Receiving a mental health diagnosis: An exploration of service users’ experiences and staff responses to emergent themes
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In recent years, the personal and financial cost of mental illness has gained attention in the UK. Research indicates mental illness will affect one in four of the population at some point in their lives. This statistic is recognised in the increasing pressure on mental health services, which have historically been underfunded. Rhetoric surrounding the lack of investment, has led to a drive to ensure parity of esteem between physical and mental health services. To achieve full parity, it is essential this translates into the field of research. Although literature on mental illness is vast, the specific experience of receiving a mental health diagnosis has received little attention. This is an area of importance as it is an experience that can change people’s lives and impact on their identity. The current research, based in South Wales, gave voice to both service users and staff. Therefore it contributes to the knowledge base on the experience of receiving a diagnosis from two perspectives. This is achieved through the implementation of a novel concurrent multi-method design that incorporates a Research Advisory Panel of people with lived experience of mental illness. In-depth interviews and Interpretative Phenomenological Analysis were used to capture the experience of the service user (Study 1). Emergent themes from this analysis were taken to staff focus groups and Thematic Analysis was conducted (Study 2). Study 1 findings evidenced the ‘bitter sweet’ nature of receiving a diagnosis, where support could be accessed but diagnosis did not mean cure and was accompanied by stigma. Study 2 indicated staff were aware of the service users’ journey, however they highlight the problems in the healthcare system that led to difficulties in fulfilling their roles and supporting recovery. Synthesising these two sets of findings resulted in ‘Recommendations for practice’ which emphasised: the importance of the relationship between the service user and staff, the opportunity at diagnosis to positively ‘frame’ new knowledge and the need for a community approach to mental illness.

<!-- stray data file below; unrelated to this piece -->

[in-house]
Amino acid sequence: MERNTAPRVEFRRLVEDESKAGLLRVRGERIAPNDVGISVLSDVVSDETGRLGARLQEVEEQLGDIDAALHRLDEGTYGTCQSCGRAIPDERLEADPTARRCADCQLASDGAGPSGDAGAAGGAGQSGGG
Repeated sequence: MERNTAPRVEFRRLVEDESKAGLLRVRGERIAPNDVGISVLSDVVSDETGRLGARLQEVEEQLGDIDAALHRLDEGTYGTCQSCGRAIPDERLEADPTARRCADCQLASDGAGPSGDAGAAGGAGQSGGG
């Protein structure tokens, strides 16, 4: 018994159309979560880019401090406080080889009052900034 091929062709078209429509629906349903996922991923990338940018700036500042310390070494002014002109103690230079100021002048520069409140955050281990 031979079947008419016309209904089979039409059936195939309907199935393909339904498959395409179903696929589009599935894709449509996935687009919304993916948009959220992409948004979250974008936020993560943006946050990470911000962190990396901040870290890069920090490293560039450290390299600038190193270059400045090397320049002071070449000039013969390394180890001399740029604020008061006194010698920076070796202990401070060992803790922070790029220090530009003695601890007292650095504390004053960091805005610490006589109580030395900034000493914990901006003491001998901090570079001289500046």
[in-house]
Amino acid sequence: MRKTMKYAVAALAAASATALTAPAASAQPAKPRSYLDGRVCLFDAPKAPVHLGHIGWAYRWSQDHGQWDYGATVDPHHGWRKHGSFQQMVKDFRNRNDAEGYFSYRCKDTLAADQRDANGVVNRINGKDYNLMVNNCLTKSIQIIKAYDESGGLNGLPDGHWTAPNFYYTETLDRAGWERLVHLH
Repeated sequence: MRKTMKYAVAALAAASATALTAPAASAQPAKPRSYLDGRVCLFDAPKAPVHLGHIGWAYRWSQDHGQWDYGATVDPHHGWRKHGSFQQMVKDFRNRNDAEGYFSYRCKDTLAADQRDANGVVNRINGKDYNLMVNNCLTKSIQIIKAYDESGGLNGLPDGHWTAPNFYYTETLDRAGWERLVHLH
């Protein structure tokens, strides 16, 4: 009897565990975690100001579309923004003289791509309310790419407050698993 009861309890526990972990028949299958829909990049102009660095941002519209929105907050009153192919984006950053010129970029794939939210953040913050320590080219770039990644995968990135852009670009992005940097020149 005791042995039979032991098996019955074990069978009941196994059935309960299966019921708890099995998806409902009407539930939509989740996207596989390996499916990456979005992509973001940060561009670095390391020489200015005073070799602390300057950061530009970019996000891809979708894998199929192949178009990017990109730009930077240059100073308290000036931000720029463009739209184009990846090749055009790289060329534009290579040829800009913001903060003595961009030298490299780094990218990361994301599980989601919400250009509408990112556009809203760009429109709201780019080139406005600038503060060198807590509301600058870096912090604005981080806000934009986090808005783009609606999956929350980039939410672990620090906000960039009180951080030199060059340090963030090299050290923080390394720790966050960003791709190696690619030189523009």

PhD Thesis - School of Sport & Health Sciences
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